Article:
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Nature. 1999 Sep 16;401(6750):301-4.

The thymine glycosylase MBD4 can bind to the product of deamination at methylated CpG sites.

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Institute of Cell and Molecular Biology, University of Edinburgh, UK.

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  • Nature 2000 Mar 30;404(6777):525.


In addition to its well-documented effects on gene silencing, cytosine methylation is a prominent cause of mutations. In humans, the mutation rate from 5-methylcytosine (m5C) to thymine (T) is 10-50-fold higher than other transitions and the methylated sequence CpG is consequently under-represented. Over one-third of germline point mutations associated with human genetic disease and many somatic mutations leading to cancer involve loss of CpG. The primary cause of mutability appears to be hydrolytic deamination. Cytosine deamination produces mismatched uracil (U), which can be removed by uracil glycosylase, whereas m5C deamination generates a G x T mispair that cannot be processed by this enzyme. Correction of m5CpG x TpG mismatches may instead be initiated by the thymine DNA glycosylase, TDG. Here we show that MBD4, an unrelated mammalian protein that contains a methyl-CpG binding domain, can also efficiently remove thymine or uracil from a mismatches CpG site in vitro. Furthermore, the methyl-CpG binding domain of MBD4 binds preferentially to m5CpG x TpG mismatches-the primary product of deamination at methyl-CpG. The combined specificities of binding and catalysis indicate that this enzyme may function to minimize mutation at methyl-CpG.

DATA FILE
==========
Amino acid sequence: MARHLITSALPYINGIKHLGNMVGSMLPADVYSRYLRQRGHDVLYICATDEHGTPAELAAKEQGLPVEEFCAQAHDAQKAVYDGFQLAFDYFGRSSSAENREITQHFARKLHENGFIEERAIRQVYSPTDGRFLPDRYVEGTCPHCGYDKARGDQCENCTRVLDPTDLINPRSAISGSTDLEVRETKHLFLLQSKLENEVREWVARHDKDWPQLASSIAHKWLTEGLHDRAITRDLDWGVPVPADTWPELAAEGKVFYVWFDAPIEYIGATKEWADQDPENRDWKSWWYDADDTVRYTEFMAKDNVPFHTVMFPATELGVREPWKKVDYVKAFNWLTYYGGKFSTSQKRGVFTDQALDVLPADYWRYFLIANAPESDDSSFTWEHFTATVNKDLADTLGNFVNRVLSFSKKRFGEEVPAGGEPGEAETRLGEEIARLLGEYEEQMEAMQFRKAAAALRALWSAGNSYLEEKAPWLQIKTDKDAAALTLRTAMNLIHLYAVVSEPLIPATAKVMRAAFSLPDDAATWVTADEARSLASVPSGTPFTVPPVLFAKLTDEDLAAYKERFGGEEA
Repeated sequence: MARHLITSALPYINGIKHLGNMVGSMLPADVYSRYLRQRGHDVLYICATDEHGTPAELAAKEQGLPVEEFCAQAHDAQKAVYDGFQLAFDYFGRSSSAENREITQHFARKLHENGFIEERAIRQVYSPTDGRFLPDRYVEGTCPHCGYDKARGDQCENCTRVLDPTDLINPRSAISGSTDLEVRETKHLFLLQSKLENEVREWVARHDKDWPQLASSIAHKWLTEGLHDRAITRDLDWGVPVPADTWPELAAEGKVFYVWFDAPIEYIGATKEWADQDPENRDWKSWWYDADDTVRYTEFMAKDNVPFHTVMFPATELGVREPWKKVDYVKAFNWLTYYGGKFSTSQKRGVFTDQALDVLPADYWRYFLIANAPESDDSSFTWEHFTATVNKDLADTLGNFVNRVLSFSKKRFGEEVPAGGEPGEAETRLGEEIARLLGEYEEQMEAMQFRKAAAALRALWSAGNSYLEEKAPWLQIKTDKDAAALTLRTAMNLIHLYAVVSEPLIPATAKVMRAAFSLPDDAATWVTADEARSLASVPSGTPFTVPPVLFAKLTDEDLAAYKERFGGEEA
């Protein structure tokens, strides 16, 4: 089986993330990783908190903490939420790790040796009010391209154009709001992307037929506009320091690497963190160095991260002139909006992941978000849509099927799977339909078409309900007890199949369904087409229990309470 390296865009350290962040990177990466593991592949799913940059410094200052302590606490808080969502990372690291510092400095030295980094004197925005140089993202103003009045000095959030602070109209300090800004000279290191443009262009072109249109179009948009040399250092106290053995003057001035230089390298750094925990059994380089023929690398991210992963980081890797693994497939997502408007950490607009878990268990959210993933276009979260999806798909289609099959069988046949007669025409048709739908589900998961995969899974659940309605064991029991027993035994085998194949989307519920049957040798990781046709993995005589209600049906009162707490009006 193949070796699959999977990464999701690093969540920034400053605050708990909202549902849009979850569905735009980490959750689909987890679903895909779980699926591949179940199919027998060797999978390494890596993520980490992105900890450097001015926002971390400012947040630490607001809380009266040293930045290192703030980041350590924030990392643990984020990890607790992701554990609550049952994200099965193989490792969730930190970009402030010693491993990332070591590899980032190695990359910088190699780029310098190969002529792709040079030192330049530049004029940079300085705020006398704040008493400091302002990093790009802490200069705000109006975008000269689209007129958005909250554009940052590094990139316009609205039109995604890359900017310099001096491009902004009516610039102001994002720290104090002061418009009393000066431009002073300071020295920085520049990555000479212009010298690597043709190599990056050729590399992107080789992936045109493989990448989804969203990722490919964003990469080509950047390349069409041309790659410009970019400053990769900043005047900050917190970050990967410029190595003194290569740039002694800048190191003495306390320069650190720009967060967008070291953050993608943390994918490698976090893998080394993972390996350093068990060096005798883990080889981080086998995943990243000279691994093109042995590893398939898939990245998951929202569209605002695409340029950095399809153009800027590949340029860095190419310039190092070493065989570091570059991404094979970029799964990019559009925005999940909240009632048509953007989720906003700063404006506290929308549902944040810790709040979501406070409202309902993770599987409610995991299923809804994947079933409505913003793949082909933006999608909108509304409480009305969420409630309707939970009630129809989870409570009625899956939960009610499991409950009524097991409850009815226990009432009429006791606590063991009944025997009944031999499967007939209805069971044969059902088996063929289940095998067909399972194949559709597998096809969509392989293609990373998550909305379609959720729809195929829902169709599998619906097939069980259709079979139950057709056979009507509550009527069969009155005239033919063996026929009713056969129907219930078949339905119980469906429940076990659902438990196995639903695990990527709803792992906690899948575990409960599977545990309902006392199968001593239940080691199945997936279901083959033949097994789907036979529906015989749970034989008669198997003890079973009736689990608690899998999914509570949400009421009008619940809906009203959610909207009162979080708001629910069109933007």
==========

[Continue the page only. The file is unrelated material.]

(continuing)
[Indexed for MEDLINE]

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